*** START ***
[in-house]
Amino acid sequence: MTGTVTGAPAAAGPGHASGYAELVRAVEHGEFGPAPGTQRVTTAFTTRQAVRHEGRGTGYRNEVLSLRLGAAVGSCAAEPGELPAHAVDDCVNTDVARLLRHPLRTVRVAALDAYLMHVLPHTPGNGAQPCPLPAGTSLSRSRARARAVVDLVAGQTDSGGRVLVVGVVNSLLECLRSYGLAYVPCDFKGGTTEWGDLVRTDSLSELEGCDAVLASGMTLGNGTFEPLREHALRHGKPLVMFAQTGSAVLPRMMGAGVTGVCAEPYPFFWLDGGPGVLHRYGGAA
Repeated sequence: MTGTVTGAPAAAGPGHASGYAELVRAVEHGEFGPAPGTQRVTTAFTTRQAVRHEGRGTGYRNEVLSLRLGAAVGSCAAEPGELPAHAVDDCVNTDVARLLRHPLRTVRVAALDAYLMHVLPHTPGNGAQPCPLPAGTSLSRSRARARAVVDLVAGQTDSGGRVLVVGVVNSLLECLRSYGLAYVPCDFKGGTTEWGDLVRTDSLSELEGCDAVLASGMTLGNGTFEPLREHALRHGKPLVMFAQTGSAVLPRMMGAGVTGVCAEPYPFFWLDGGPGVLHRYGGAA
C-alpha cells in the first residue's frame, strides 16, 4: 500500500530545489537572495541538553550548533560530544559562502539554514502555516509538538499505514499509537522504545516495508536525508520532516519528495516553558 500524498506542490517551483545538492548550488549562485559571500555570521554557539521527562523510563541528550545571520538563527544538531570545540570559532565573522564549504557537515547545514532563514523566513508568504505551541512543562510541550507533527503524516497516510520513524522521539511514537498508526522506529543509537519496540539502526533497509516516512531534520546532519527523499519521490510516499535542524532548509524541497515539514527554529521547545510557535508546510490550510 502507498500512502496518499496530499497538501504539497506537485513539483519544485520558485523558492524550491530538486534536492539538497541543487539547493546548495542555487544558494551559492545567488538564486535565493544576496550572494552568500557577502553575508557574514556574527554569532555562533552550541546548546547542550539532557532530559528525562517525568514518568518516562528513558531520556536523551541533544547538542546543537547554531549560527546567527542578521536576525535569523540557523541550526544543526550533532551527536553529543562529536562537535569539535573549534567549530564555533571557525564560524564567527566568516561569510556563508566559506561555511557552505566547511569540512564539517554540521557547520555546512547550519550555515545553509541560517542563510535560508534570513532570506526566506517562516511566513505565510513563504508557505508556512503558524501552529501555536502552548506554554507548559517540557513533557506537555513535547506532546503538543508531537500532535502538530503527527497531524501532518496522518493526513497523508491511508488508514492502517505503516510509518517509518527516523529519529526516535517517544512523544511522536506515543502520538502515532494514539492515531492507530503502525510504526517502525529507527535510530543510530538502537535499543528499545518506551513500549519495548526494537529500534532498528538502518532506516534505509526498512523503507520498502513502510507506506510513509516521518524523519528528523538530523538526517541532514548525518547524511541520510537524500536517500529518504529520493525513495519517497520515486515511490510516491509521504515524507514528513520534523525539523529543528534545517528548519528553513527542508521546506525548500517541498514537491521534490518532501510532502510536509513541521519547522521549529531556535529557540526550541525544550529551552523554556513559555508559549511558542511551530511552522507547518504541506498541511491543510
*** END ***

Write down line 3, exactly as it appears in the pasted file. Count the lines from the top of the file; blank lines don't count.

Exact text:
Repeated sequence: MTGTVTGAPAAAGPGHASGYAELVRAVEHGEFGPAPGTQRVTTAFTTRQAVRHEGRGTGYRNEVLSLRLGAAVGSCAAEPGELPAHAVDDCVNTDVARLLRHPLRTVRVAALDAYLMHVLPHTPGNGAQPCPLPAGTSLSRSRARARAVVDLVAGQTDSGGRVLVVGVVNSLLECLRSYGLAYVPCDFKGGTTEWGDLVRTDSLSELEGCDAVLASGMTLGNGTFEPLREHALRHGKPLVMFAQTGSAVLPRMMGAGVTGVCAEPYPFFWLDGGPGVLHRYGGAA